6 Lessons You Need To Learn Before Writing Your Next Follow-Up Email

by JOHN MUSCARELLO / Follow Me on Twitter Here

6 Lesson Follow Up EmailHas this ever happened to you?

You met a great person at a networking event and you had a great conversation. You send a follow-up email and get no response.

This used to happen to me all the time until a very smart person pointed out what I was doing wrong.

I made the whole follow-up email about how the other person could help ME!

I was reminded by my old ways when a reader sent me a follow-up email and asked why he didn’t get a response.

I’m going to break down where he went wrong (he gave me permission) and show you how to write a perfect follow-up email.

Ben’s Follow-Up Email

“I have a question about the post-networking

I have written an email to thank someone, but unfortunately I didn’t receive a reply. I thought we had a nice chat during the networking as both of us worked for the same company before. What should I do with it?

This is the email I wrote to her:

Dear Amy,

I enjoyed meeting you at last week’s networking session and talking with you about your company. Most of all, it was amazing to find out both of us used to work for Acme Company.

Since our conversation, I visited your website. I am very impressed by the work your company is doing and I would enjoy talking with you about it further.

Here are some questions I would like to ask,

  • When would be the suitable time period for me to apply for the 2014 summer internship? How many rounds of interview will be and what kind of interview will they be?
  • This might be a personal question, but I would like to find out if possible. What motivated you to join XYZ Accounting Company from Acme Company? What was the main difference/main challenge for you when you newly joined CVCI?

 I would benefit tremendously from your treasure trove of experience and I am very much looking forward to chatting with you again.

 Thanks,

Ben”

At first glance you might think Ben’s email is good:

  • He reminds her what they have in common
  • He visited the website before sending the email
  • He even asks about her career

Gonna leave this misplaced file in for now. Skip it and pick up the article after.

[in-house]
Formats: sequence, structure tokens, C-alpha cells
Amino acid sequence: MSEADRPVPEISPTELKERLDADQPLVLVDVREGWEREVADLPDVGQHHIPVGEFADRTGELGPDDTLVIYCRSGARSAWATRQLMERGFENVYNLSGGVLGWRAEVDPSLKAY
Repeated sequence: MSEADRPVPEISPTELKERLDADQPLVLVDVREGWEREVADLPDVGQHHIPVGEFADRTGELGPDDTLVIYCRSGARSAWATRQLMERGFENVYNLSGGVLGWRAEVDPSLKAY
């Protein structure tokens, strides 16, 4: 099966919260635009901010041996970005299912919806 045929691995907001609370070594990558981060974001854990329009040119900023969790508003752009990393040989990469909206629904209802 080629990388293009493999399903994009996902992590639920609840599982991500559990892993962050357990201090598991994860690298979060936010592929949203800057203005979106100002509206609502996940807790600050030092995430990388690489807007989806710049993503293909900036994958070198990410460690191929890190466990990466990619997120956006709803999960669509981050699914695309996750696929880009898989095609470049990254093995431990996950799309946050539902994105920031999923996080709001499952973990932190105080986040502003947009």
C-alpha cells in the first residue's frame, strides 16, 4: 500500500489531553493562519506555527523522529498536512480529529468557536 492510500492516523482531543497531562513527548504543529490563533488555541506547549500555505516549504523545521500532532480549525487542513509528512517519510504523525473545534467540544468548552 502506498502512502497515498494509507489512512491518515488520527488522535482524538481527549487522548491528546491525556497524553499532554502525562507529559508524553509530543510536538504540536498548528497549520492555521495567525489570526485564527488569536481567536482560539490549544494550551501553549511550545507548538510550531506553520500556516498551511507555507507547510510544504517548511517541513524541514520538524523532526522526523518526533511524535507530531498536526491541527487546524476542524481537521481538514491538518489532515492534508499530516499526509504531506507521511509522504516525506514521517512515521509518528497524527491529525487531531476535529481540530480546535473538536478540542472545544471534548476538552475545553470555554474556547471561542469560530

But if you put yourself in Amy’s shoes you’ll find several mistakes that lead to her ignoring the email.

6 Lessons We Can Learn From Ben’s Follow-Up Email

Lesson One: Personalization is Essential

Dear Amy,

I enjoyed meeting you at last week’s networking session and talking with you about your company. 

  • Always include the name of the networking event where you met (people go to lots of events).
  • Include the name of the company where the person works.

When writing a networking follow-up email, you don’t want the person to think you sent the same email to everyone. Take the extra time to include where you met and the company name.

Lesson Two: Find Ways You Can Increase Credibility

Most of all, it was amazing to find out both of us used to work for Acme Company.  

  • This is a great line. You establish something you have in common, but you can take it a step further. Ask her if she knows a certain person at the company.

Knowing someone at the company increases your credibility. You could also, check to see if you have any common connections on LinkedIn.

Lesson Three: Make Your Call To Action Clear

Since our conversation, I visited your website. I am very impressed by the work your company is doing and I would enjoy talking with you about it further. 

  • Let her know what impressed you and why. It will show that you actually visited the website. Anyone can say, “I’m very impressed by the work your company has done.”
  • Don’t be vague with your ask! When would you like to talk? Next week? Next month? Over coffee? On the phone? 

Don’t create work for the other person! Suggest how you would like to communicate (Skype, email, coffee) and when.

Lesson Four: Be Patient and Don’t Ask For Something Right Away

Here are some questions I would like to ask, 

Never Try To Close On The First TransactionWhen would be the suitable time period for me to apply for the 2014 summer internship? How many rounds of interview will be and what kind of interview will be? 

  • You just met the person and your asking them about a potential job. You could probably find the answer to this on the company’s website. Don’t ask questions that you can easily find the answers to.
  • Secondly, you make it seem like you’re not interested in the internship if the process is long. Does it really matter how many rounds of interviews there are if you really want to work for the company?

Save any question about potential job opportunities for when you meet in person. As Gary Vaynerchuk would say, “Don’t pull the 19-year-old-dude move on social media. You should never try to close on the first transaction.”

Lesson Five: Keep The Questions Simple And To A Minimum